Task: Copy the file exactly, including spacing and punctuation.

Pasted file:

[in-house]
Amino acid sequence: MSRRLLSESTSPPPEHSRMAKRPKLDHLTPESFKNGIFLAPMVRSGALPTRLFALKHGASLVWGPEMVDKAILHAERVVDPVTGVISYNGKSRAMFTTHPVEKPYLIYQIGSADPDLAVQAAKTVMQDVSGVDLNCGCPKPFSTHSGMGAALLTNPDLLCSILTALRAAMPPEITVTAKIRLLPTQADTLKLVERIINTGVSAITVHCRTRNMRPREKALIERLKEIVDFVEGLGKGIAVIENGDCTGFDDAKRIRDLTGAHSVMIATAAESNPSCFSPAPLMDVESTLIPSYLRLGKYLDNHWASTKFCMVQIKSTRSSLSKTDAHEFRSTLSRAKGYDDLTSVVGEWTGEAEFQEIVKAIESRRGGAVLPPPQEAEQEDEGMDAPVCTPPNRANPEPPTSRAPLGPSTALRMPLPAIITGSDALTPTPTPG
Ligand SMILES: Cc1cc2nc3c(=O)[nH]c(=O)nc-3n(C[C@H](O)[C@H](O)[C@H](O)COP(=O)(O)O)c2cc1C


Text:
[in-house]
Amino acid sequence: MSRRLLSESTSPPPEHSRMAKRPKLDHLTPESFKNGIFLAPMVRSGALPTRLFALKHGASLVWGPEMVDKAILHAERVVDPVTGVISYNGKSRAMFTTHPVEKPYLIYQIGSADPDLAVQAAKTVMQDVSGVDLNCGCPKPFSTHSGMGAALLTNPDLLCSILTALRAAMPPEITVTAKIRLLPTQADTLKLVERIINTGVSAITVHCRTRNMRPREKALIERLKEIVDFVEGLGKGIAVIENGDCTGFDDAKRIRDLTGAHSVMIATAAESNPSCFSPAPLMDVESTLIPSYLRLGKYLDNHWASTKFCMVQIKSTRSSLSKTDAHEFRSTLSRAKGYDDLTSVVGEWTGEAEFQEIVKAIESRRGGAVLPPPQEAEQEDEGMDAPVCTPPNRANPEPPTSRAPLGPSTALRMPLPAIITGSDALTPTPTPG
Ligand SMILES: Cc1cc2nc3c(=O)[nH]c(=O)nc-3n(C[C@H](O)[C@H](O)[C@H](O)COP(=O)(O)O)c2cc1C